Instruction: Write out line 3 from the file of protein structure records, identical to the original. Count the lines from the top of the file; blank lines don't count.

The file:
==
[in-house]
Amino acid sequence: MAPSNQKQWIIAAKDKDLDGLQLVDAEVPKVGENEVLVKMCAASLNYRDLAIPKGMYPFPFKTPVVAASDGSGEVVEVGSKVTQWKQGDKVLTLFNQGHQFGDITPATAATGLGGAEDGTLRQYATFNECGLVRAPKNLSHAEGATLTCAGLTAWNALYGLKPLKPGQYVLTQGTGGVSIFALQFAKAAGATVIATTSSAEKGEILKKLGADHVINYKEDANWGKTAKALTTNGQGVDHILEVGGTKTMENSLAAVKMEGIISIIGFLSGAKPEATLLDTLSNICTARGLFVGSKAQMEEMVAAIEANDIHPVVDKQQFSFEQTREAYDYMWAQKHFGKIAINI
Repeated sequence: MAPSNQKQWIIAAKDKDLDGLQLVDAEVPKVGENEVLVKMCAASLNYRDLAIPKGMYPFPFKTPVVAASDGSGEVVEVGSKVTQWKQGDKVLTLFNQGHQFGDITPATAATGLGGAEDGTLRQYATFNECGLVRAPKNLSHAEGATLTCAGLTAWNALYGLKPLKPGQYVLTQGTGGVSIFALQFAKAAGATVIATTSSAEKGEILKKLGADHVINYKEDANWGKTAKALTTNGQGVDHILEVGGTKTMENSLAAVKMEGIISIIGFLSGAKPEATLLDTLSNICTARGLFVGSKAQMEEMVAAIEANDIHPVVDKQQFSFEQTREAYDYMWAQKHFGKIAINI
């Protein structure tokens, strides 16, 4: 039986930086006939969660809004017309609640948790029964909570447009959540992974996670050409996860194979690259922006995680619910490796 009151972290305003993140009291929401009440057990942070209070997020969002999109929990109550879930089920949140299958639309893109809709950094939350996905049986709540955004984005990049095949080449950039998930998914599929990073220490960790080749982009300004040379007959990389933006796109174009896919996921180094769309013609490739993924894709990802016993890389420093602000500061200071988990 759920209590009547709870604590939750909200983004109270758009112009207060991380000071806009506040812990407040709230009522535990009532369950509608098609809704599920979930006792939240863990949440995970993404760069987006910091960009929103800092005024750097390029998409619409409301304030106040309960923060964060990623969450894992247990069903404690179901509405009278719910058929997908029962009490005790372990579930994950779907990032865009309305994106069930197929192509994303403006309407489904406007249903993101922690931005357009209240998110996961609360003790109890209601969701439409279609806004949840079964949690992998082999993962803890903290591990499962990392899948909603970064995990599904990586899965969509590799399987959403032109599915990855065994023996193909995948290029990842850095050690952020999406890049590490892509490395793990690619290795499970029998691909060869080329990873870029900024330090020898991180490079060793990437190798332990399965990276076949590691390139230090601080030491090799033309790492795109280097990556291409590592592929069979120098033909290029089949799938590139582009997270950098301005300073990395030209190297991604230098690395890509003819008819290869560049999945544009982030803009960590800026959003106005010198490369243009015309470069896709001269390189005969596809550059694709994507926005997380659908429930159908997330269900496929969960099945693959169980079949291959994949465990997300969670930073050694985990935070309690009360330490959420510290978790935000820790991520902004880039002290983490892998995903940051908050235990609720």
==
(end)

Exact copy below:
Repeated sequence: MAPSNQKQWIIAAKDKDLDGLQLVDAEVPKVGENEVLVKMCAASLNYRDLAIPKGMYPFPFKTPVVAASDGSGEVVEVGSKVTQWKQGDKVLTLFNQGHQFGDITPATAATGLGGAEDGTLRQYATFNECGLVRAPKNLSHAEGATLTCAGLTAWNALYGLKPLKPGQYVLTQGTGGVSIFALQFAKAAGATVIATTSSAEKGEILKKLGADHVINYKEDANWGKTAKALTTNGQGVDHILEVGGTKTMENSLAAVKMEGIISIIGFLSGAKPEATLLDTLSNICTARGLFVGSKAQMEEMVAAIEANDIHPVVDKQQFSFEQTREAYDYMWAQKHFGKIAINI